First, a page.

States Cut Mental Health BudgetsBy Rodrigo Brugada | Thu, 07/15/2021 - 13:11
Between 2020 and 2021, the federal government reduced by 81.6 percent the resources allocated to the states to attend to the population's mental health, as detailed in an analysis carried out by El Sol de Mexico. Currently, 12 states do not have federal resources to deal with complex mental disorders such as depression, anxiety and substance abuse disorders.
The newspaper analyzed 288 agreements to provide subsidies for public health actions signed between 2013 and 2021 by the Federal Ministry of Health (SSA) and the state governments. The resources considered include those transferred to the states via subsidies, federal contributions and INSABI.
According to the analysis, state resources for mental health care increased during former President Enrique Peña Nieto's six-year term, from MX$210.3 million (US$10.58 million) in 2013 to MX$402.9 million (US$20.27 million) in 2018. In 2019, resources peaked at MX$456.7 million (US$22.97 million). While 2019 was the first year of the new administration, federal spending still carried the inertia of the previous administration.
In 2020, spending fell to MX$283 million (US$14.24 million) following reductions in federal transfers and the discontinuation of support to Seguro Popular’s fund due to the creation of INSABI. In 2021, the states are allocated MX$52 million (US$2.62 million) that came only from federal contributions as subsidies to the states and INSABI support disappearing completely. This way, the states saw a reduction of almost 82 percent of their mental health care resources.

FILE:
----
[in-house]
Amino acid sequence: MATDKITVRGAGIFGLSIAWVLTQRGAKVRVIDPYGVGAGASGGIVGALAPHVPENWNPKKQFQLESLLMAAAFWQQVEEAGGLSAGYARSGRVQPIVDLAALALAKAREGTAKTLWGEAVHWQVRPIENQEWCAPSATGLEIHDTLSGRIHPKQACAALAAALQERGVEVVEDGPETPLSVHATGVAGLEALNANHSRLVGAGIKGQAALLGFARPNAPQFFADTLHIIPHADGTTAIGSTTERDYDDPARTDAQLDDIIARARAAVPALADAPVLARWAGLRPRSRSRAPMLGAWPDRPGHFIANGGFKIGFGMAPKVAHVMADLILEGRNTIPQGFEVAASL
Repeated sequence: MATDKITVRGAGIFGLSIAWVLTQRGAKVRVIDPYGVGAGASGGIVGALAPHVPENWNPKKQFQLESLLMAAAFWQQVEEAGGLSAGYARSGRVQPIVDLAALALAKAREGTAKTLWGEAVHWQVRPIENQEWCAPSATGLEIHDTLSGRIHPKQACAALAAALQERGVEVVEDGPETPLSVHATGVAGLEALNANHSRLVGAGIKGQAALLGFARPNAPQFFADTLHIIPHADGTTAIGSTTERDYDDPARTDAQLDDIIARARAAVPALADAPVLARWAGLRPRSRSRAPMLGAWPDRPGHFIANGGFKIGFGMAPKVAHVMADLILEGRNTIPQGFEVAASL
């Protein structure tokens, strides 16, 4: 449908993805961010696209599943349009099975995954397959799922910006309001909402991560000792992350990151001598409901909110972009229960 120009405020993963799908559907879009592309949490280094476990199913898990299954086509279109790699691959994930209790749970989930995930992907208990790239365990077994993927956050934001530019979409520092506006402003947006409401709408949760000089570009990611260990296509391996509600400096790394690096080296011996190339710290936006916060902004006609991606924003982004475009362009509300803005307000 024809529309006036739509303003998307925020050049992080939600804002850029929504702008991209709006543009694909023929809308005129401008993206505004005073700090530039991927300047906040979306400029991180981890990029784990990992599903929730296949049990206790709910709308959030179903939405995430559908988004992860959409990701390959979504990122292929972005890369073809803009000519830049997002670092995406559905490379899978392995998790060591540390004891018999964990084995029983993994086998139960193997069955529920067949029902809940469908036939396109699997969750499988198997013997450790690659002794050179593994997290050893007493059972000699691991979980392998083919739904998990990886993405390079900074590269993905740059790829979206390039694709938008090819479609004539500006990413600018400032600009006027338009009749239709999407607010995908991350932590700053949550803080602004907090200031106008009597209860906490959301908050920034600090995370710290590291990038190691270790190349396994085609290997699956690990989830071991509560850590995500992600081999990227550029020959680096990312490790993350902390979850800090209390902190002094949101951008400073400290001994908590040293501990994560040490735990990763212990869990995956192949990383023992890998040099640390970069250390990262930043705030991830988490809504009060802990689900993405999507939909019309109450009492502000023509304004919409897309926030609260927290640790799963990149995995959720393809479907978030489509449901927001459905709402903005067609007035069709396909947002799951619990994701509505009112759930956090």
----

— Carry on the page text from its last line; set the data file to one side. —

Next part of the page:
The report indicates that this reduction has translated into a complete lack of funds for this purpose in 12 states: Aguascalientes, Baja California, Campeche, Coahuila, Colima, Chihuahua, Chiapas, Mexico City, Hidalgo, Sonora, Tabasco and Zacatecas. The amounts allocated for mental disorders are particularly scarce in Yucatan, which was assigned MX$40,000 (US$2,013), and Baja California Sur, which was assigned MX$63,000 (US$3,170).
While spending has been cut, mental illnesses in Mexico have followed the global rising trend. Cases of depression, for example, have been growing steadily since 2014, according to epidemiological data from the SSA, reaching an 81 percent increase in five years.
Entities with a significant rise in depression cases during the past few years are the ones that have suffered the most from mental health cuts. In addition to the resources allocated to the states, the federal government issues a portion of its budget to mental health, which is operated by the Technical Secretariat of the Mental Health Council, the National Institute of Psychiatry and the Psychiatric Care Services, all of which depend on the SSA. However, the budget to these three entities as a whole was also reduced by 2 percent between 2020 and 2021, from MX$1.65 billion (US$83.05 million) to MX$1.62 billion (US$81.39 million). This spending barely represents 1 percent of the entire federal health budget.
Given the expected increase in the official and actual prevalence of mental health conditions, it is essential to increase prevention and response capacities to these pathologies.